As a company entering into a possible investment, when accepting an investor term sheet, consider the provisions relating to termination of that term sheet. There’s nothing worse than being stuck in an unlimited holding pattern while trying to raise funds.
Here are some tips to make sure that your interests are protected
- Set an automatic termination date (30 days, 60 days) that will provide sufficient time for due diligence and receiving and reviewing legal documentation (the termination date can be extended after that day by written approval).
- Make sure that the termination provision is in writing (can be in a non-binding term sheet with certain binding provisions, including the termination mechanism).
- Avoid a term that requires the company to pay legal fees, unless the deal successfully closes.
- Honour the “no-shop/break fees” clause (if any) i.e. do not start shopping the deal around, or you may be on the hook for paying the agreed-upon break fees.
- Don’t start performing as if the deal has closed until it actually closes i.e. until funds are transferred, documents are signed, and so on. The court has looked at “non-binding” deals in which the parties starting to work together, co-market and so on, and in some cases has considered that the deal had actually closed based on such (and other) performance by both parties. In doing so, the court has found that a “non-binding” term sheet is therefore binding.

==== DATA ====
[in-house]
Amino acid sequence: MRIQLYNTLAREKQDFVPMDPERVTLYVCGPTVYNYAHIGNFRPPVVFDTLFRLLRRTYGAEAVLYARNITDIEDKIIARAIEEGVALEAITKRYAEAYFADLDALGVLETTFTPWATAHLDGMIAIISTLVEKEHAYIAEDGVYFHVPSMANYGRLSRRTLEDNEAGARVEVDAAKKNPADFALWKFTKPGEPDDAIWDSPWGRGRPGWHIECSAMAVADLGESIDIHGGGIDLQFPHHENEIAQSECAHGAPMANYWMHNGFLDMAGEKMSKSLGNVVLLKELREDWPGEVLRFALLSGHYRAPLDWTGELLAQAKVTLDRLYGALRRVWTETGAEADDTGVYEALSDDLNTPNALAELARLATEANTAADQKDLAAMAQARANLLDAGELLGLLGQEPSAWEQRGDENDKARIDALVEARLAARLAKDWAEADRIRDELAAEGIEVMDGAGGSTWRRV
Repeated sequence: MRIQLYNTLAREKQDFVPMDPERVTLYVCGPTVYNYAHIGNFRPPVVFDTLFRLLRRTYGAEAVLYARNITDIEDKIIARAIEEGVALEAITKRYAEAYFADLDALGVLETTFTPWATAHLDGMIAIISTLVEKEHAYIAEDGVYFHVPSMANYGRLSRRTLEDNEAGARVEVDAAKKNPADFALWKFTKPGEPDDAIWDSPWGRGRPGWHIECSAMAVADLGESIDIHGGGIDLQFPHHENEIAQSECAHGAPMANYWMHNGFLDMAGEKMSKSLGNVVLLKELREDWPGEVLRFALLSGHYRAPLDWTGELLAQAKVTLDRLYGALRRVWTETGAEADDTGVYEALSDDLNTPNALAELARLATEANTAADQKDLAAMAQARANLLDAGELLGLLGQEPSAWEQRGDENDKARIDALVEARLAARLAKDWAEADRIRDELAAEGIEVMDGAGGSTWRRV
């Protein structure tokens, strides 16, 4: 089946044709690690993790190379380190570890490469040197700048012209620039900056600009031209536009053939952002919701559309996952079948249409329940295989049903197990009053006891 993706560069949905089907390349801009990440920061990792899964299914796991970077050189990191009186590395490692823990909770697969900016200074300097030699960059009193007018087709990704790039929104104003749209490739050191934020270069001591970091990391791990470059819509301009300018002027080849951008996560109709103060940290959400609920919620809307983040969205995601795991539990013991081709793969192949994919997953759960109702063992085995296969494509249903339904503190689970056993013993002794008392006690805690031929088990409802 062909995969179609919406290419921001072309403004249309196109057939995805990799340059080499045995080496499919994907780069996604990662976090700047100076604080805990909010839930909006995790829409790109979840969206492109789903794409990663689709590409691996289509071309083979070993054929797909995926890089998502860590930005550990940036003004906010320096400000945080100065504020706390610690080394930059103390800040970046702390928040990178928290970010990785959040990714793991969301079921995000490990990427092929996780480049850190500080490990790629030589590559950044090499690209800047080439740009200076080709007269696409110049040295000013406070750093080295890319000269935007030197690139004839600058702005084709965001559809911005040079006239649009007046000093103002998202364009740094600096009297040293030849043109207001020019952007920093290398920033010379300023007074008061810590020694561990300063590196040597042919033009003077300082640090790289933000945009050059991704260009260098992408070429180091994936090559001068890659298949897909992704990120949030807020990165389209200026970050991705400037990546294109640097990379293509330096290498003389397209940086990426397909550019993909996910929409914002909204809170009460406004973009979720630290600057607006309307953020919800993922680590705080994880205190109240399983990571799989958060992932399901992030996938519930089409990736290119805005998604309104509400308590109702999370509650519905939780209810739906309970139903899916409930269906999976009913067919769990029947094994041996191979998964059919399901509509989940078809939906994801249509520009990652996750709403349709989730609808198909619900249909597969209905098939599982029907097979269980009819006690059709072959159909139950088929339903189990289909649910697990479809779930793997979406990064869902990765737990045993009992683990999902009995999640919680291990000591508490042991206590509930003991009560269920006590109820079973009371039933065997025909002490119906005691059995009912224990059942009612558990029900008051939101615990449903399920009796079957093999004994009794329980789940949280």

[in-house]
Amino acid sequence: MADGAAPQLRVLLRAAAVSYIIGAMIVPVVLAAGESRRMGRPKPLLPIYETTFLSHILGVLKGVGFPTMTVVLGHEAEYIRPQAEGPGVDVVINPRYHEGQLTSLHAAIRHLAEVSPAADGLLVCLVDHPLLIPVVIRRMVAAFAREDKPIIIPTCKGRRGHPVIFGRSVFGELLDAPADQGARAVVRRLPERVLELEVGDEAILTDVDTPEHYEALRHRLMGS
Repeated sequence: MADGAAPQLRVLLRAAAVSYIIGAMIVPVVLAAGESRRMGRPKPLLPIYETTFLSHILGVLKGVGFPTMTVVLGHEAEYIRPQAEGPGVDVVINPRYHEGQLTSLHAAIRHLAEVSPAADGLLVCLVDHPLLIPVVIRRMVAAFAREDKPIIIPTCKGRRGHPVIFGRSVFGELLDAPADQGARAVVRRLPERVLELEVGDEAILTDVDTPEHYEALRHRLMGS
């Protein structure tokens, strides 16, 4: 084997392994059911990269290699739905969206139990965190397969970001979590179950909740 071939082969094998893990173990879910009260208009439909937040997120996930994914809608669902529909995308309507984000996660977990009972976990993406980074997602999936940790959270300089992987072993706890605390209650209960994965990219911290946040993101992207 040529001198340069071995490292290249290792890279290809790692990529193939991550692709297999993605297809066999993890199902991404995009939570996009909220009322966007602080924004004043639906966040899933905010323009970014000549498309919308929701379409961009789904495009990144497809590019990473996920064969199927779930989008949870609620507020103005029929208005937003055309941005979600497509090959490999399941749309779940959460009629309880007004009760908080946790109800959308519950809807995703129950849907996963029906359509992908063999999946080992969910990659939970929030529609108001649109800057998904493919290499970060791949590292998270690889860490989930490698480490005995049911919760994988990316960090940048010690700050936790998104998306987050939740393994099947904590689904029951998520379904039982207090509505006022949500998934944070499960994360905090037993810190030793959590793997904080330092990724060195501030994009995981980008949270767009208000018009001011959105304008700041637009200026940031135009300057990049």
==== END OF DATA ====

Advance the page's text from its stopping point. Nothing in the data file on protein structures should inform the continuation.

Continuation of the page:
Reviewing multiple term sheets can be tricky. In some cases the investors will welcome co-investors, and will agree that a lead investor can protect their interest, can be responsible for management decisions, and so on. In other cases, the investors will consider themselves competing.
When faced with multiple term sheets you as a company should consider the long-term strategic relationship that you are looking to develop, trust your instincts, and make sure that you consult with your trusted advisors and legal counsel before selecting your investor.